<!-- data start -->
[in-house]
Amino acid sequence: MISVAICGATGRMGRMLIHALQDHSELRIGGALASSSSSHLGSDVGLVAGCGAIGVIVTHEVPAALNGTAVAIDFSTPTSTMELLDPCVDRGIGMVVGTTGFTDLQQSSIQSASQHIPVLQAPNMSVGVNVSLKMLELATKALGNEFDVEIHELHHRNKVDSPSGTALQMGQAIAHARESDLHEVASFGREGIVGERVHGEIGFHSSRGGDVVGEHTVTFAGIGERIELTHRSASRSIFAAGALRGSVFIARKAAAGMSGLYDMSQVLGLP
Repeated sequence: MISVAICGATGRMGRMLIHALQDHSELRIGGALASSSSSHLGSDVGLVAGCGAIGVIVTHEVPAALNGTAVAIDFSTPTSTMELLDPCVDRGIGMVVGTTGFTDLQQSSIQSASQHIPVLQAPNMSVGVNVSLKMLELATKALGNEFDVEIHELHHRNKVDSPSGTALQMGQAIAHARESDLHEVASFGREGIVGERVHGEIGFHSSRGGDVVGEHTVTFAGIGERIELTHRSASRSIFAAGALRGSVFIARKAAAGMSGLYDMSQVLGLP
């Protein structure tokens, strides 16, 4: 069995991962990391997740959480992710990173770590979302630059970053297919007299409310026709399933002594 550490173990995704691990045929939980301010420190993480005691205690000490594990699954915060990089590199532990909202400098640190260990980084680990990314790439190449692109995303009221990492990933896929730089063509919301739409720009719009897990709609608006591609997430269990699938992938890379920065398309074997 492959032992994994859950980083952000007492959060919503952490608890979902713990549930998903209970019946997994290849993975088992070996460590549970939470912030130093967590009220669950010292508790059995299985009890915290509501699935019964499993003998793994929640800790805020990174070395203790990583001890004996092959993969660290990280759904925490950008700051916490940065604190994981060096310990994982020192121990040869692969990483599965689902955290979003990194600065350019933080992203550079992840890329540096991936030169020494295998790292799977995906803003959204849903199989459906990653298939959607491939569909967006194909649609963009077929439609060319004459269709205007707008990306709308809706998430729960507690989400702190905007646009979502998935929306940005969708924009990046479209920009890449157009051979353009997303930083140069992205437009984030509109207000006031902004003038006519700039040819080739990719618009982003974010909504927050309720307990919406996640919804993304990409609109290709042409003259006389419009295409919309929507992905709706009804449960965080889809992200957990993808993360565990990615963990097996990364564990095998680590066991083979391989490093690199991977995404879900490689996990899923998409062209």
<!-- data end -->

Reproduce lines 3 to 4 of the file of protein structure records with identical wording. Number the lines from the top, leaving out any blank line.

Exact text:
Repeated sequence: MISVAICGATGRMGRMLIHALQDHSELRIGGALASSSSSHLGSDVGLVAGCGAIGVIVTHEVPAALNGTAVAIDFSTPTSTMELLDPCVDRGIGMVVGTTGFTDLQQSSIQSASQHIPVLQAPNMSVGVNVSLKMLELATKALGNEFDVEIHELHHRNKVDSPSGTALQMGQAIAHARESDLHEVASFGREGIVGERVHGEIGFHSSRGGDVVGEHTVTFAGIGERIELTHRSASRSIFAAGALRGSVFIARKAAAGMSGLYDMSQVLGLP
């Protein structure tokens, strides 16, 4: 069995991962990391997740959480992710990173770590979302630059970053297919007299409310026709399933002594 550490173990995704691990045929939980301010420190993480005691205690000490594990699954915060990089590199532990909202400098640190260990980084680990990314790439190449692109995303009221990492990933896929730089063509919301739409720009719009897990709609608006591609997430269990699938992938890379920065398309074997 492959032992994994859950980083952000007492959060919503952490608890979902713990549930998903209970019946997994290849993975088992070996460590549970939470912030130093967590009220669950010292508790059995299985009890915290509501699935019964499993003998793994929640800790805020990174070395203790990583001890004996092959993969660290990280759904925490950008700051916490940065604190994981060096310990994982020192121990040869692969990483599965689902955290979003990194600065350019933080992203550079992840890329540096991936030169020494295998790292799977995906803003959204849903199989459906990653298939959607491939569909967006194909649609963009077929439609060319004459269709205007707008990306709308809706998430729960507690989400702190905007646009979502998935929306940005969708924009990046479209920009890449157009051979353009997303930083140069992205437009984030509109207000006031902004003038006519700039040819080739990719618009982003974010909504927050309720307990919406996640919804993304990409609109290709042409003259006389419009295409919309929507992905709706009804449960965080889809992200957990993808993360565990990615963990097996990364564990095998680590066991083979391989490093690199991977995404879900490689996990899923998409062209």